Reed Shea

2017 Book Shorts

It’s typical for me to have a half-dozen books going at once, so I took advantage of a relaxed holiday week to finish up a handful (and start some new ones!). In no particular order:

Originals by Adam Grant

A quick read, and an interesting collection of “anecdata” regarding the traits and habits of some successful individuals. I appreciated that the stories Grant told tended to be backed up by (or at least explainable in the context of) academic research, although I was left with questions about the validity of that research given the past few years’ of upheaval in the social sciences. Cf. Andrew Gelman’s Garden of Forking Paths, Amy Cuddy - NYTimes. But Grant succeeds in providing an actionable source of inspiration and self-confidence for voicing one’s views and pushing organizations in the right direction.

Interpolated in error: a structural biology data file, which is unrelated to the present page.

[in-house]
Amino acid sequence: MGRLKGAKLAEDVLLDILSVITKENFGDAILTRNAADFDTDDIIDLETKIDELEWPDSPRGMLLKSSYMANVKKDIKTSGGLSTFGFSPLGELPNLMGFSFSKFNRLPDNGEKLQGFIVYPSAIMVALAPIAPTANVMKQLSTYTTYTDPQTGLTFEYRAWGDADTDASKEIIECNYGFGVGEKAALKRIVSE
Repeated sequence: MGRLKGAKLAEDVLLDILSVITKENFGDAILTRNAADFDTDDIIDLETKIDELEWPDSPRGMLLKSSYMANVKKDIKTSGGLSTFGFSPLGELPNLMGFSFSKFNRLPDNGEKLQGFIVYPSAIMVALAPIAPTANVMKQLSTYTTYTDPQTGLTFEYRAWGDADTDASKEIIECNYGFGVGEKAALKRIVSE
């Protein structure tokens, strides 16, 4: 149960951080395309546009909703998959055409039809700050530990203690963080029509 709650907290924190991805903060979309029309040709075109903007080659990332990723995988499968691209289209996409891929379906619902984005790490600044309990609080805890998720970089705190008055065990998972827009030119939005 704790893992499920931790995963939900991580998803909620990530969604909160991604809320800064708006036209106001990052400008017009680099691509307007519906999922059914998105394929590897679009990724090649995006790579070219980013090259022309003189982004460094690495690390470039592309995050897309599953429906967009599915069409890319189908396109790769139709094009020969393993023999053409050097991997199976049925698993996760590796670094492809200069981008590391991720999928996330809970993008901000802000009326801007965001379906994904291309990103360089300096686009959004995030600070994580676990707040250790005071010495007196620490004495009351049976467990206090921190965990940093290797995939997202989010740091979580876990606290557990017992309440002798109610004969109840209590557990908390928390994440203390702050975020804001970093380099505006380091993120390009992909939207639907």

Self Portrait


North Cascades, Washington

42mm, ISO 400, 1500, f22


Pipeline at Leadbetter

Pipeline at Leadbetter

Double overhead at Leadbetter after El Niño blew through. Late February 2017.

Santa Barbara, California

42mm, ISO 400, 1500, f16


Book: Birth of a Theorem

This was such a fun book to read. Cédric Villani offers a mix of memoir, dream diary, and narrative, all centered around the unfiltered process of discovering and proving a new mathematical theorem. I particularly appreciated the insight into the daily life, the ebbs and flows and rhythms, of an intellect of the highest degree. Villani plays with his children, cooks for his wife, manages the administrivia of leading an organization.


Book: Red Notice

Bill Browder’s Red Notice reads like a thriller - and offers a salient view into human rights abuses by Putin’s regime.

The autobiography covers Browder’s family of left-wing mathematicians, his rebellious embrace of capitalism, and his career culminating in a successful Russia-focused hedge fund by the late 1990s. Investing in formerly state-owned enterprises led to some spectacular successes for Browder’s fund. Fighting corruption in the Russian court system was also initially successful. Within a few years, however, Browder and his team saw increased harrassment by various arms of the Russian state, from stonewalling in court proceedings to police raids and death threats.